Tuesday, May 26, 2015

Please RT, the APEX Protection Project needs your help to rescue wolfdogs now! Read the story here


11128462_10153307120459363_7880152734273172423_oWhen the phone rang at the Illinois Department of Natural Resources, it was Officer Scott Wright who answered the call. Animal control was calling with a situation regarding a fur farm that was neglecting its animals, including wolfdogs and foxes. Officer Wright went to the farm to assess the situation. Upon seeing the condition of the farm and the animals, and finding the farm unlicensed, Officer Wright seized the farm and immediately began looking for a solution. The last thing he wanted was to have to put the animals down, so he set to the task of finding safe haven for them.
Officer Wright first reached out to colleague Scott Ballard who was filling in for the endangered species program manager at the time. Mr. Ballard is a Division of Natural Heritage biologist and herpetologist (reptile specialist). Neither man had any experience with wolves, but they decided to tackle the situation together.

Mr. Ballard was able to contact his resources in the USDA and the zoo industry to get the ball rolling. Once the ball began rolling, it picked up a momentum that neither man ever expected. In gathering the information for this article, we tried to research everyone involved in this incredible rescue. We want to apologize if there is anyone who contributed, but isn’t mentioned here. Once the word was out, the wolf and wolfdog community across the country quickly and passionately united to help. Officer Ballard said he’d never seen anything like it. He was amazed, impressed, and really grateful.

11041846_10153307120464363_5432846981945559914_o (1)Right away, a zoo in Texas offered to take 7 of the wolfdogs and a large sanctuary in Washington offered to take two. That left 8 and the euthanasia date was quickly approaching. Then Mr. Ballard was put in touch with Oliver Starr, a wolf advocate and educator on the west coast, as well as Susan Weidel, the Rescue Coordinator at W.O.L.F. Sanctuary in Colorado. Both Susan and Oliver, became integral parts of the rescue, using every resource available to them. Susan was able to take one of the wolfdogs to W.O.L.F. and continued searching diligently for safety for the others. Oliver reached out to his Facebook community including Paula Ficara of Apex Protection Project who is also a volunteer at Wolf Connection in Los Angeles County. She immediately brought it to their attention. At that time, Wolf Connection wasn’t confident that they would be able to help because of the distance, but were open to the possibility if help was needed.

As the wolf community continued to work at finding the last 7 wolfdogs sanctuary, veterinarian Matt Allender of the University of Illinois drove over 4 hours round trip and donated much of his time to make sure all of the wolfdogs had their rabies shots, vaccines, and health certificates so they could travel. And Michigan wolf advocate Amy Gotursix Wright contacted Brenda Pearson of the Michigan sanctuary Howling Timbers, telling her of the situation. Luckily they had room and were able to take four. Three were left.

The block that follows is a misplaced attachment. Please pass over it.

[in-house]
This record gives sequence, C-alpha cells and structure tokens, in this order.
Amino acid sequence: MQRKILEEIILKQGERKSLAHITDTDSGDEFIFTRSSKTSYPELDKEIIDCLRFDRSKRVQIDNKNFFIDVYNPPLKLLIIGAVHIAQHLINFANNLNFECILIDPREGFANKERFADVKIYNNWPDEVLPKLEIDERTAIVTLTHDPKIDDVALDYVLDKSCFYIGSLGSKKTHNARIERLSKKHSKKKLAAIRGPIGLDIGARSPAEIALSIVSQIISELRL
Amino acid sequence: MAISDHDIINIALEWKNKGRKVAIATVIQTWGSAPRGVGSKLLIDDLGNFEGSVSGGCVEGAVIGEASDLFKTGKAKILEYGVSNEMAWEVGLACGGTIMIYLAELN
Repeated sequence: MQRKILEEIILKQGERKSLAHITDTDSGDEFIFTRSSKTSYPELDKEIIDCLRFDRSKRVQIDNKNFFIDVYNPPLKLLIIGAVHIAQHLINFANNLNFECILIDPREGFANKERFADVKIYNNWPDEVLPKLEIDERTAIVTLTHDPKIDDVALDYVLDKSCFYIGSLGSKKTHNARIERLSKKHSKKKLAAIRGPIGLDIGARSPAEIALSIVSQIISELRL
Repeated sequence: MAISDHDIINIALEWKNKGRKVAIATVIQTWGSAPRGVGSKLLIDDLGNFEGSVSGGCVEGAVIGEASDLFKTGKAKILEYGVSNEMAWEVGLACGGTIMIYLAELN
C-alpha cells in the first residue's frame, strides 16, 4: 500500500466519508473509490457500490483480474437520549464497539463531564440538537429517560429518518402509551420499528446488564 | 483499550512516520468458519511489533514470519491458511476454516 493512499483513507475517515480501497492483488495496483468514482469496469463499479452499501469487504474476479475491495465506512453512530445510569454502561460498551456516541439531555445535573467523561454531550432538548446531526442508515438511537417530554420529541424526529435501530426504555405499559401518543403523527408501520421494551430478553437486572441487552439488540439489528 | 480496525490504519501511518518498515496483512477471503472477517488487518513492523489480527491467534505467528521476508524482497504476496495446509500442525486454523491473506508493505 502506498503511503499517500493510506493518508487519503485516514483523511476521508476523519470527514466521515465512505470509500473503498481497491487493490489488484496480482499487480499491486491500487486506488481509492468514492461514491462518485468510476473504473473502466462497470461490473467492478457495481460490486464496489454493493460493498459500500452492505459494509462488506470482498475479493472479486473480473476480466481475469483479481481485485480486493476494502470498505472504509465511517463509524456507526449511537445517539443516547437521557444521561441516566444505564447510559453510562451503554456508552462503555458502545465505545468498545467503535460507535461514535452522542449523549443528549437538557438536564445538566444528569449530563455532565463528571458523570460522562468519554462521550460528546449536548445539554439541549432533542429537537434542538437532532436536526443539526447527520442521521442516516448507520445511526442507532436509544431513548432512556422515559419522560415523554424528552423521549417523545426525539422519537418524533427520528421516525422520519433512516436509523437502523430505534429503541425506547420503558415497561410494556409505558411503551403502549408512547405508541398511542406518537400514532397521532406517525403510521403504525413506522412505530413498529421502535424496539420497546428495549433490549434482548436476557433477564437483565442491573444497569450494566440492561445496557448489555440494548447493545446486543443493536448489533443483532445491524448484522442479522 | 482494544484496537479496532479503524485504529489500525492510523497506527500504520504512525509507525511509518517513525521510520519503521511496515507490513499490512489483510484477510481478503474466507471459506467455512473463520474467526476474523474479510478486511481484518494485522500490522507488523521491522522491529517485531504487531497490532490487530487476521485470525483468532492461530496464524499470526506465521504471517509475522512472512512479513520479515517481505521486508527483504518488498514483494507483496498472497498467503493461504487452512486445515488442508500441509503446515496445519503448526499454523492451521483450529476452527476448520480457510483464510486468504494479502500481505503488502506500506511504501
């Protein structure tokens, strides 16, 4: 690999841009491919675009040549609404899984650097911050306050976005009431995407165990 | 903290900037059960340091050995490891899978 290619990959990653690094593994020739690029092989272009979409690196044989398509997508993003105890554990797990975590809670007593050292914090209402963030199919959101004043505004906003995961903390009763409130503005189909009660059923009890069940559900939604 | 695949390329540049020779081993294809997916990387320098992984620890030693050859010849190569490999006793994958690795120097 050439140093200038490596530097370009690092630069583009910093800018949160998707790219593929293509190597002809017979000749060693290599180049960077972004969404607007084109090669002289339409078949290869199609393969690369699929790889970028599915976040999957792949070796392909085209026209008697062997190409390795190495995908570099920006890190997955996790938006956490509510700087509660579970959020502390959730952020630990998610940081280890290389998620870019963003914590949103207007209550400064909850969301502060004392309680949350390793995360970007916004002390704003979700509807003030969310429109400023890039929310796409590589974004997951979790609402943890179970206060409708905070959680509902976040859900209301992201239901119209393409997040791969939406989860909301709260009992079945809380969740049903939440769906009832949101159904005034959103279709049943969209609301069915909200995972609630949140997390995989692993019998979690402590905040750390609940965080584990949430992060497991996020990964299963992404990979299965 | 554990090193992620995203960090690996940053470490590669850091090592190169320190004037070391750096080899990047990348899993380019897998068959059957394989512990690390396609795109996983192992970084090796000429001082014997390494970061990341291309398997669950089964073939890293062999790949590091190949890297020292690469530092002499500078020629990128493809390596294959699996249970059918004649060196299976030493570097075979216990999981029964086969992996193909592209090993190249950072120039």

Days passed and no one could find a home for the three remaining wolfdogs. Officer Wright and Mr. Ballard were becoming concerned that they would have to be euthanized. That’s when Wolf Connection realized they needed to step in and rescue them. The only problem was that the journey would take some planning and fundraising, and WC was working against the clock. Susan stepped in, contacting her rescue colleagues, Jayne and Mike Belsky of The Grey Wolf Central WI Wolfdog Rescue in Wisconsin to see if they would be willing to foster the pups until WC could drive out and get them. Jayne said that although they wouldn’t be able to keep them, they would be more than happy to foster them. She and Mike even drove to Illinois and picked the last three up themselves. The three girls have been staying in a beautiful enclosure at Grey Wolf for the last couple of weeks. Until now, they’ve never had any human contact or exposure to trees or feeling the earth under their feet. Jayne says their curiosity is marvelous. She’s kept the community updated with short videos of the girls exploring and playing in their new surroundings.


The rescue team, including Apex’s Paula Ficara and Steve Wastell (who is WC’s Lead of Operations), will be driving out on the 31st this month to pick the girls up. It’s an estimated $4000 rescue with all travel expenses and vet bills (all three girls will need to be spayed and receive proper vaccines, etc.) and we need your help. Please join Wolf Connection’s largest rescue yet, and make a donation towards the rescue by clicking below. We thank you and our new girls thank you.


at The Grey Wolf Central WI Wolfdog Rescue


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